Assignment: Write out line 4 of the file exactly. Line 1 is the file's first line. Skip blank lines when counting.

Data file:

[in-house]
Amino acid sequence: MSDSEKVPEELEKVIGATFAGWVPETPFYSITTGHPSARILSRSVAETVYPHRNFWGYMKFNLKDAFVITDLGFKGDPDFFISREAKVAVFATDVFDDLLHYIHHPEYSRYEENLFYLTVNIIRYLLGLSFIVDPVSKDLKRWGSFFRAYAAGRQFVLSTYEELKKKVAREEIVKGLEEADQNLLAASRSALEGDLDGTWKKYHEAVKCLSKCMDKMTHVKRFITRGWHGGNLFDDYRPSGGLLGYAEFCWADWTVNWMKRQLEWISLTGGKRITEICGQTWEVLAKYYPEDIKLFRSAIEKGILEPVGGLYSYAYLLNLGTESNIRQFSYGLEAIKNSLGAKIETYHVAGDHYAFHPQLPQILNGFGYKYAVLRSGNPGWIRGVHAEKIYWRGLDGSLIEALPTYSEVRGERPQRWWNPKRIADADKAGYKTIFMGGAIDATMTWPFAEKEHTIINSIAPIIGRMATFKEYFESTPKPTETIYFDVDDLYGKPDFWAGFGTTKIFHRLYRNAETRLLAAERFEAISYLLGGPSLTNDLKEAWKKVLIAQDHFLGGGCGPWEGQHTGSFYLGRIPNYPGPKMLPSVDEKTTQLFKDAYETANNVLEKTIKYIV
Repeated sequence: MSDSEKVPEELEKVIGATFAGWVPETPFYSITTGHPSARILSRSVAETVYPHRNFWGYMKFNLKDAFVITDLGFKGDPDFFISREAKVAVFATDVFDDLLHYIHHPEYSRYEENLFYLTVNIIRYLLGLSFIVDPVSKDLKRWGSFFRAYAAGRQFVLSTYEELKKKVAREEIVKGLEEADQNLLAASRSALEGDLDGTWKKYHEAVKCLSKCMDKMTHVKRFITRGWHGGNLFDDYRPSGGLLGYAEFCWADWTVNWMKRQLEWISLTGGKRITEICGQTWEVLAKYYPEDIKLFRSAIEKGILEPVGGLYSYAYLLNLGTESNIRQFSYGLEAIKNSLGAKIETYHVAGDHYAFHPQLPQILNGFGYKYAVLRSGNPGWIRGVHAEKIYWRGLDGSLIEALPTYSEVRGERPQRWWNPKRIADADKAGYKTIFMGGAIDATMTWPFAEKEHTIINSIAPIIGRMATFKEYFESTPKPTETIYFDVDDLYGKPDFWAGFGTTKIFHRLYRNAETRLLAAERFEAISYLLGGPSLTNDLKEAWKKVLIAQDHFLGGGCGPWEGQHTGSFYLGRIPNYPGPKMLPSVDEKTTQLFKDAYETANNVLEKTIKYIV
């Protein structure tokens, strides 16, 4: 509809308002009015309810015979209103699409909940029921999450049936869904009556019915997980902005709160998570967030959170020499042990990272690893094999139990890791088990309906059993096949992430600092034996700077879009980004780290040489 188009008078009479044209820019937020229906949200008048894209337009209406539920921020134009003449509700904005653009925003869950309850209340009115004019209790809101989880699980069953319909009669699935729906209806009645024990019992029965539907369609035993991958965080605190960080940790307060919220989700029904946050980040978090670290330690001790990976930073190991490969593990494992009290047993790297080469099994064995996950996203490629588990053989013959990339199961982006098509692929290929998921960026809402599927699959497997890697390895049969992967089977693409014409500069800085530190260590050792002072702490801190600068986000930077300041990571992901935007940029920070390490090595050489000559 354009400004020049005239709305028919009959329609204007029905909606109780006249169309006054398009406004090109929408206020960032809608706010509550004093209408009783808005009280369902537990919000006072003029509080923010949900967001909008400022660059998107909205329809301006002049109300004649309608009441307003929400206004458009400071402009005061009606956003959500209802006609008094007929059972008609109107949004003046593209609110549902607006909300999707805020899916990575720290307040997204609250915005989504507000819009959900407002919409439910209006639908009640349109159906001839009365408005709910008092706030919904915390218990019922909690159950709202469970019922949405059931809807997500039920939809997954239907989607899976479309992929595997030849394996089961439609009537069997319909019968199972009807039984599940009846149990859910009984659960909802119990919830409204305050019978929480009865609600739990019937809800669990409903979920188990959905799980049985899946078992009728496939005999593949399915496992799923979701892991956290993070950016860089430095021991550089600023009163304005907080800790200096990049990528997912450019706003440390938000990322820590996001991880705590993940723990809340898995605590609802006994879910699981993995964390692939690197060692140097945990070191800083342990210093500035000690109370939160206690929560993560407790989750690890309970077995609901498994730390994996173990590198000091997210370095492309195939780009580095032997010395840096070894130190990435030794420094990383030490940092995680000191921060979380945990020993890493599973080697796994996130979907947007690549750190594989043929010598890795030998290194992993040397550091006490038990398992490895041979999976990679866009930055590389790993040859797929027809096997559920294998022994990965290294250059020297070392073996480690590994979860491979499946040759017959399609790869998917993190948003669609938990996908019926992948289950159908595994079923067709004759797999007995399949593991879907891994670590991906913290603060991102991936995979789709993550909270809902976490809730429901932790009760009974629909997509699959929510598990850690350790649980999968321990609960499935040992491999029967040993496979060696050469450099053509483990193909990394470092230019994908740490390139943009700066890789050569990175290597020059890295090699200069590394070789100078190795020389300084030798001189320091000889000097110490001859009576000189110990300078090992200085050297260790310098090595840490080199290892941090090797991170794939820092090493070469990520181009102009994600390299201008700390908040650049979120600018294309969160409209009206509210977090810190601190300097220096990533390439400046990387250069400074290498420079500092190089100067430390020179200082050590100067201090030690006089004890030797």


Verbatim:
């Protein structure tokens, strides 16, 4: 509809308002009015309810015979209103699409909940029921999450049936869904009556019915997980902005709160998570967030959170020499042990990272690893094999139990890791088990309906059993096949992430600092034996700077879009980004780290040489 188009008078009479044209820019937020229906949200008048894209337009209406539920921020134009003449509700904005653009925003869950309850209340009115004019209790809101989880699980069953319909009669699935729906209806009645024990019992029965539907369609035993991958965080605190960080940790307060919220989700029904946050980040978090670290330690001790990976930073190991490969593990494992009290047993790297080469099994064995996950996203490629588990053989013959990339199961982006098509692929290929998921960026809402599927699959497997890697390895049969992967089977693409014409500069800085530190260590050792002072702490801190600068986000930077300041990571992901935007940029920070390490090595050489000559 354009400004020049005239709305028919009959329609204007029905909606109780006249169309006054398009406004090109929408206020960032809608706010509550004093209408009783808005009280369902537990919000006072003029509080923010949900967001909008400022660059998107909205329809301006002049109300004649309608009441307003929400206004458009400071402009005061009606956003959500209802006609008094007929059972008609109107949004003046593209609110549902607006909300999707805020899916990575720290307040997204609250915005989504507000819009959900407002919409439910209006639908009640349109159906001839009365408005709910008092706030919904915390218990019922909690159950709202469970019922949405059931809807997500039920939809997954239907989607899976479309992929595997030849394996089961439609009537069997319909019968199972009807039984599940009846149990859910009984659960909802119990919830409204305050019978929480009865609600739990019937809800669990409903979920188990959905799980049985899946078992009728496939005999593949399915496992799923979701892991956290993070950016860089430095021991550089600023009163304005907080800790200096990049990528997912450019706003440390938000990322820590996001991880705590993940723990809340898995605590609802006994879910699981993995964390692939690197060692140097945990070191800083342990210093500035000690109370939160206690929560993560407790989750690890309970077995609901498994730390994996173990590198000091997210370095492309195939780009580095032997010395840096070894130190990435030794420094990383030490940092995680000191921060979380945990020993890493599973080697796994996130979907947007690549750190594989043929010598890795030998290194992993040397550091006490038990398992490895041979999976990679866009930055590389790993040859797929027809096997559920294998022994990965290294250059020297070392073996480690590994979860491979499946040759017959399609790869998917993190948003669609938990996908019926992948289950159908595994079923067709004759797999007995399949593991879907891994670590991906913290603060991102991936995979789709993550909270809902976490809730429901932790009760009974629909997509699959929510598990850690350790649980999968321990609960499935040992491999029967040993496979060696050469450099053509483990193909990394470092230019994908740490390139943009700066890789050569990175290597020059890295090699200069590394070789100078190795020389300084030798001189320091000889000097110490001859009576000189110990300078090992200085050297260790310098090595840490080199290892941090090797991170794939820092090493070469990520181009102009994600390299201008700390908040650049979120600018294309969160409209009206509210977090810190601190300097220096990533390439400046990387250069400074290498420079500092190089100067430390020179200082050590100067201090030690006089004890030797």